Australia: Court of Appeal defines nature of discretion in s 62(1)(b) - Trazivuk v Motor Accidents Authority of New South Wales & Ors [2010] NSWCA 287

Curwoods Case Note
Last Updated: 1 December 2010
Article by Gerry Tzortzatos

Judgment date: 24 November 2010

Trazivuk v Motor Accidents Authority of New South Wales & Ors [2010] NSWCA 287

New South Wales Court of Appeal1

In Brief

  • A Court or claims assessor has an unfettered discretion to refer a matter for further assessment under s 62(1)(b) of the Motor Accidents Compensation Act 1999 (the Act).
  • Although the discretion is unfettered it should only be exercised where there are good reasons to do so and where it would be unjust not to do so.
  • One good reason for a Court or claims assessor to exercise their discretion under s 62(1)(b) would be that there are grounds to believe that the further assessment might reverse the previous finding in relation to the threshold for an award of non-economic loss damages.


The claimant was injured in a motor accident in 2001 when another car collided with the rear of his car, causing it to overturn. He suffered injuries to his neck, back and left arm which were assessed by MAS in 2003 below the threshold for an award for non-economic loss. The matter was referred for further assessment by a different MAS assessor in 2007 and the claimant was again assessed below the threshold.

In 2008 the matter was referred to CARS for general assessment. An application was made by the claimant to the CARS assessor that he exercise his discretion under s 62(1)(b) to refer the matter for a further assessment of his permanent impairment. The claimant submitted that the second medical assessment certificate was invalid due to bias and denial of procedural fairness. The submission was essentially made on the following grounds:

(a) The MAS assessor's findings were inconsistent with the preponderance of medical evidence.

(b) The MAS assessor erroneously assessed the left arm injury as having arisen from the neck injury.

(c) The MAS assessor's assessment was affected by his conclusion that a number of treating doctors' reports had been generated at the claimant's solicitor's request.

(d) The MAS assessor made observations of the claimant after the examination had finished, without providing the claimant an opportunity to explain any inconsistencies.

The CARS assessor declined the application under s 62(1)(b) primarily because he was not satisfied a further assessment would result in the claimant being assessed above the threshold for an award of non-economic loss damages. The claimant then sought to refer the matter for further assessment pursuant to s 62(1)(a), which was declined. Thereafter, he again sought that the CARS assessor refer the matter for further assessment pursuant to s 62(1)(b). The second application was declined on similar grounds to the first.

The claimant filed a summons in the Supreme Court seeking to set aside the CARS assessor's decisions and applying for an order that the matter be referred for further assessment pursuant to s 62(1)(b). The Supreme Court dismissed the summons and the claimant appealed that decision.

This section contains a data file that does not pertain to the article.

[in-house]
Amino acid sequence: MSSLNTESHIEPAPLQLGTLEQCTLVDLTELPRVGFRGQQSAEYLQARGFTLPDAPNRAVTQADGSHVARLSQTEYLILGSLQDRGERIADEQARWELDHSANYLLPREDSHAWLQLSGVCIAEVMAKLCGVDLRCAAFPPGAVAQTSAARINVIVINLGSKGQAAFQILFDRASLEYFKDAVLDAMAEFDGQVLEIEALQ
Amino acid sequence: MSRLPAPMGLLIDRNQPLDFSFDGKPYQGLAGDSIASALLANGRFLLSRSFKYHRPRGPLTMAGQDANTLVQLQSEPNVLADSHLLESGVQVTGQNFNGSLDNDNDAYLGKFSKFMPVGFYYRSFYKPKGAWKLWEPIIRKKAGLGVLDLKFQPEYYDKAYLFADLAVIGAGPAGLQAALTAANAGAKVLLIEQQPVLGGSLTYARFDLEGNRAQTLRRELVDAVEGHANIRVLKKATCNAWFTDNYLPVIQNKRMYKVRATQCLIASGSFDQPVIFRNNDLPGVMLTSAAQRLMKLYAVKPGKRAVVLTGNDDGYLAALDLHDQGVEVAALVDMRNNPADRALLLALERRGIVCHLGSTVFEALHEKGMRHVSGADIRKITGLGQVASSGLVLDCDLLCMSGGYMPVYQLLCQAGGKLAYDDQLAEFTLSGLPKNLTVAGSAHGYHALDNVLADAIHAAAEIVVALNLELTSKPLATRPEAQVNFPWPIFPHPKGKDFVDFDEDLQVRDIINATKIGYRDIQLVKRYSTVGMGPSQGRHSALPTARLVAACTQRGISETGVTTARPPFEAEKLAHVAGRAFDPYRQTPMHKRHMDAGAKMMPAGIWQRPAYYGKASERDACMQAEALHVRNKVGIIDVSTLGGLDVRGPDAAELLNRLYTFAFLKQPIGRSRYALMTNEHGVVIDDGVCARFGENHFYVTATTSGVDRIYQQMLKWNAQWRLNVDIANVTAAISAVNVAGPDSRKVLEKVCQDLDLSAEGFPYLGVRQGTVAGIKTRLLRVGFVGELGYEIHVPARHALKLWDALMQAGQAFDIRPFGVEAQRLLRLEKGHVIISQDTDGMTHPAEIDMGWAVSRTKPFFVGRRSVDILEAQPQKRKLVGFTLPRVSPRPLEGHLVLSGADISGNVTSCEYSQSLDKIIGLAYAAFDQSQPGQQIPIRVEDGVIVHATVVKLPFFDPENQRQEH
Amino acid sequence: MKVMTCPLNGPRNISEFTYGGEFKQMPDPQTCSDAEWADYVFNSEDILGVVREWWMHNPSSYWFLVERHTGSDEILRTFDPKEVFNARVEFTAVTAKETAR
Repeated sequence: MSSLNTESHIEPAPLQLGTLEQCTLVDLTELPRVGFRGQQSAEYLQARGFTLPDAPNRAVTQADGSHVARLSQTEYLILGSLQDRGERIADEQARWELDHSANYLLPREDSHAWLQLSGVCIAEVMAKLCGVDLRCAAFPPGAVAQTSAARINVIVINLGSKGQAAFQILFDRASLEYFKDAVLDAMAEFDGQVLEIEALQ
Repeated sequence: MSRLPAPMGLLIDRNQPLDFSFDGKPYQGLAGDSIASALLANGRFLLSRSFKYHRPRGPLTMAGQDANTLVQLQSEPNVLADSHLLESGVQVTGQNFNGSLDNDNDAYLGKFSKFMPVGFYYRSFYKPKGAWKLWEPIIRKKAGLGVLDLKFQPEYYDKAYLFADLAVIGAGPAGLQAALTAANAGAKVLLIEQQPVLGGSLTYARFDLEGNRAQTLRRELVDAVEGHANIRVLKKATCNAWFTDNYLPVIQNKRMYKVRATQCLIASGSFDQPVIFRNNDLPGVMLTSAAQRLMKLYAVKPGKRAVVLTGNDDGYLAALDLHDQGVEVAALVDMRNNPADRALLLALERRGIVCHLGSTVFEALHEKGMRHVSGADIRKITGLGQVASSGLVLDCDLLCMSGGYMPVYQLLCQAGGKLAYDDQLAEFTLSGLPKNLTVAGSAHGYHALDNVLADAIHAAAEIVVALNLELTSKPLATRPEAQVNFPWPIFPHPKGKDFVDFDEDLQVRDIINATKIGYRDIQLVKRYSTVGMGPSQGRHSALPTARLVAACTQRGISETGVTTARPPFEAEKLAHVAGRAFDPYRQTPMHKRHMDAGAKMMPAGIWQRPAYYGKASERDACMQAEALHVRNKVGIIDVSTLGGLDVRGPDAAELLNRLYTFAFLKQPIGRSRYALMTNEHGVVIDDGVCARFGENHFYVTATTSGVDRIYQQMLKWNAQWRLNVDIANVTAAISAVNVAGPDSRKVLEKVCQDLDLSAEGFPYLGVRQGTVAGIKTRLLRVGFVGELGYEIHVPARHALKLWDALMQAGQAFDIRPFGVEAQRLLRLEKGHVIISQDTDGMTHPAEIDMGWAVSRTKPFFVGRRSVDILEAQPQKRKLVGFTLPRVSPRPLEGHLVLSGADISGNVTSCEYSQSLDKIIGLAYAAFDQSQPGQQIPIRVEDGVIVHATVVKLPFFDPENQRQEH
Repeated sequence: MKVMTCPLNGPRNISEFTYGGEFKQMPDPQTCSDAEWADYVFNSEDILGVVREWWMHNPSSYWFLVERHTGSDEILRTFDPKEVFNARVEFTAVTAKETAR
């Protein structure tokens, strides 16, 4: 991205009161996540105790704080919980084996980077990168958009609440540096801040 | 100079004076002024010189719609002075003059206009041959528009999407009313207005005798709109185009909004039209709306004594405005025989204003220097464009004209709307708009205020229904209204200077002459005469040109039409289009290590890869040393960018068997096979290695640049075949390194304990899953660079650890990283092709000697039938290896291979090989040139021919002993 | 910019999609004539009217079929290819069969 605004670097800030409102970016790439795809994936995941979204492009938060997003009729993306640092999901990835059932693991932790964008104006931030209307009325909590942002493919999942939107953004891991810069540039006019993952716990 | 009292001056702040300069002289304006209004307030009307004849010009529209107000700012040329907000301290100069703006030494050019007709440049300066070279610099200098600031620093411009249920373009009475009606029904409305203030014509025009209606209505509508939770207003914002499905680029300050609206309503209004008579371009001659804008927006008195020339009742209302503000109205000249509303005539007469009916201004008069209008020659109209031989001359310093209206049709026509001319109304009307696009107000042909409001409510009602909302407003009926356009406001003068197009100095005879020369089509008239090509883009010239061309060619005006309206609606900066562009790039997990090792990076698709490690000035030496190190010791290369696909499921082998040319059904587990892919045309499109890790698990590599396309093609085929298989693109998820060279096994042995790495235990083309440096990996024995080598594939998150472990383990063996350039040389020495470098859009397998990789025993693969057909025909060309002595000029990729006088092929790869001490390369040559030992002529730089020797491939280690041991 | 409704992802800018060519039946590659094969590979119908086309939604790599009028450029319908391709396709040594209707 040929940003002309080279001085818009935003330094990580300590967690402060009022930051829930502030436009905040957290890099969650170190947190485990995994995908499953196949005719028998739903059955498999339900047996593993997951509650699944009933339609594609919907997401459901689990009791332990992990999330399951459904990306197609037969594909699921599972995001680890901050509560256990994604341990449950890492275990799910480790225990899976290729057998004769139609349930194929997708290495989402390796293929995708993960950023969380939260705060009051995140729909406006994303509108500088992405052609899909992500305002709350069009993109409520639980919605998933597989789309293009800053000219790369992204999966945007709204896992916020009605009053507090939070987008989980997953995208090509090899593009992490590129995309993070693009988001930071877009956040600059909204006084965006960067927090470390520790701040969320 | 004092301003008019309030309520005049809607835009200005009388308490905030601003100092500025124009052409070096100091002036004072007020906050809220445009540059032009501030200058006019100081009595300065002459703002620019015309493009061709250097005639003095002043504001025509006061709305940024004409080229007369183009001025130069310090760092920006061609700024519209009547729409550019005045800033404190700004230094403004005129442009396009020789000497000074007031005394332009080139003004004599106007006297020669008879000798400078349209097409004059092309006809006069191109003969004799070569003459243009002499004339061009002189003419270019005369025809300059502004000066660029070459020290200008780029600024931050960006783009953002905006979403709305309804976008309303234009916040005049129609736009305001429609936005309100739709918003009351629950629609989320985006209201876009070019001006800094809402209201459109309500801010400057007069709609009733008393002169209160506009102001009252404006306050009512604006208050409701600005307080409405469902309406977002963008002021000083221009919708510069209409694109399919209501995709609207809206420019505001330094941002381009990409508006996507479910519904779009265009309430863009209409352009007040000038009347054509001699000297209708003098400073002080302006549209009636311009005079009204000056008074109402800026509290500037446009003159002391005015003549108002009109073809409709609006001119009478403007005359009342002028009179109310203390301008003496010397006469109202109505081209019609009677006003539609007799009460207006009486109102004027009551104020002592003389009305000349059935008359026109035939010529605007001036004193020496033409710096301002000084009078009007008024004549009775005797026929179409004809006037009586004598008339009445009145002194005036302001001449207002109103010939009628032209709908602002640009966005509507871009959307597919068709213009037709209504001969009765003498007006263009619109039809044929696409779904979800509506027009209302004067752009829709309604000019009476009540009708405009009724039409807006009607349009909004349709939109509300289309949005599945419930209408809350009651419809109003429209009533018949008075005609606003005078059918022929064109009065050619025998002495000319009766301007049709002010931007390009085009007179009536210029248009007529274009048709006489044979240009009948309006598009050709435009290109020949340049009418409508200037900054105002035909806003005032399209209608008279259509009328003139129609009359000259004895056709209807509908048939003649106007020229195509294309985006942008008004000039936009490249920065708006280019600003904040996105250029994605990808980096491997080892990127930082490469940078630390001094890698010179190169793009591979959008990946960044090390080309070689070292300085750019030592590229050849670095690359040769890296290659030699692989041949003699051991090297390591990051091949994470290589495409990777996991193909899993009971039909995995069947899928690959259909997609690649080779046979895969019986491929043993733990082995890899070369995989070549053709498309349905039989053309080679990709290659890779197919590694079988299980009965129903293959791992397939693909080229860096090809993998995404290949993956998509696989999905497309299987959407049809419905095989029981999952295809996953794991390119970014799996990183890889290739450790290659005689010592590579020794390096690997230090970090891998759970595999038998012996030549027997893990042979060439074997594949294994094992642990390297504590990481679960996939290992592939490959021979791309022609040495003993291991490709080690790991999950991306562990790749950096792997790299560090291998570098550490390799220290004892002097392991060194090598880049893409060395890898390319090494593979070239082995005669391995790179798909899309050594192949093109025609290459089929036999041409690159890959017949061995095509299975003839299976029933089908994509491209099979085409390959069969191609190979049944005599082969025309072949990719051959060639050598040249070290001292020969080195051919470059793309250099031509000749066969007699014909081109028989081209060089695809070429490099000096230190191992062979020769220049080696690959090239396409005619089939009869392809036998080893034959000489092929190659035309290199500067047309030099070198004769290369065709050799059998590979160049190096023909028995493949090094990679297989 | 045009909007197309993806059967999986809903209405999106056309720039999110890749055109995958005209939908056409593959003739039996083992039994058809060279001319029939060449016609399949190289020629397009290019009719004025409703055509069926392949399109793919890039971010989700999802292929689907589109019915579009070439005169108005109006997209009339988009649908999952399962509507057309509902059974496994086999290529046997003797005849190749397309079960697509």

Court of Appeal

During the course of argument before the Court of Appeal, the insurer conceded the claimant was denied procedural fairness when the MAS assessor observed his actions following the examination. These observations were in breach of the Permanent Impairment Guidelines which require a MAS Assessor to allow a claimant the opportunity to address any inconsistencies observed in their presentation.

In a majority judgment the Court of Appeal dismissed the claimant's appeal.

The Court supported the claims assessor's approach that, although the discretion under s 62(1)(b) was 'unfettered', 'it must only be exercised where there are good reasons so to do' and 'where it would be unjust not to do so'.

The Court of Appeal noted that such reason could include that a further assessment would reverse the previous finding in relation to the threshold for an award of non-economic loss damages, but this was not the only good reason for a further assessment under s 62(1)(b).

The Court considered that even if the claims assessor erred in relying on this reason to refuse the application, he had also considered a number of other reasons to refuse the application which did not contain error and, therefore, such error would be immaterial2. Justice Handley concluded:

111 In any event I am unable, with respect, to discern any error in the assessor's view that there was no risk of injustice to the claimant unless there was "a reasonable prospect that the further assessment will result in a change in outcome".


This decision affirms the principle that the discretion to refer a matter for further assessment pursuant to s 62(1)(b) is not restricted.

However, the decision makes clear that such discretion must not be exercised frivolously and that there must be some good reason for the referral.

An assessor (or the Court) may properly refuse to exercise the discretion found in s 62(1)(b) on the grounds that the further assessment will have no reasonable prospect of altering the outcome of the previous assessment.

1 Giles JA, Young JA and Handley AJA

2 In accordance with the decision in Leichhardt Municipal Council v Seatainer Terminals Pty Ltd (1981) 48 LGRA 409 at 419

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